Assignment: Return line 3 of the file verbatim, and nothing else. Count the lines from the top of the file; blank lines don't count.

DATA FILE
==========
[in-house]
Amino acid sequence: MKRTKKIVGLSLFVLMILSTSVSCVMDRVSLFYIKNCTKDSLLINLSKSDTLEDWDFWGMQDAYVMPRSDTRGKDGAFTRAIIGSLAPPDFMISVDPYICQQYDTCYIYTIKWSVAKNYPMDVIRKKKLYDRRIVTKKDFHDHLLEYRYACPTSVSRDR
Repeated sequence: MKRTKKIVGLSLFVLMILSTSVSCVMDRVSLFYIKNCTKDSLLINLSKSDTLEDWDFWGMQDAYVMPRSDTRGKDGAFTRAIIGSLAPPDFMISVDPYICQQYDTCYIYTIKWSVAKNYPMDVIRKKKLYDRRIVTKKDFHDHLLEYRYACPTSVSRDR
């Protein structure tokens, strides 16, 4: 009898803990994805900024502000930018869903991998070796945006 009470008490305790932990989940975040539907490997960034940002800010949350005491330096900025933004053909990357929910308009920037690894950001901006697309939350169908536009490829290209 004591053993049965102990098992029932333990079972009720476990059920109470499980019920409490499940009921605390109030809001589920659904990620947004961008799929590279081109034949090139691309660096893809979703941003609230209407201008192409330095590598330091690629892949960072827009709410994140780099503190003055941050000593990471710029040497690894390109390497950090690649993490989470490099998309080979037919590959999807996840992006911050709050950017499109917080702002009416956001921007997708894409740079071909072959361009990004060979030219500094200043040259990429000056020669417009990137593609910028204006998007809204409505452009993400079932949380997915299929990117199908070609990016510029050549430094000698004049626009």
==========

Repeated sequence: MKRTKKIVGLSLFVLMILSTSVSCVMDRVSLFYIKNCTKDSLLINLSKSDTLEDWDFWGMQDAYVMPRSDTRGKDGAFTRAIIGSLAPPDFMISVDPYICQQYDTCYIYTIKWSVAKNYPMDVIRKKKLYDRRIVTKKDFHDHLLEYRYACPTSVSRDR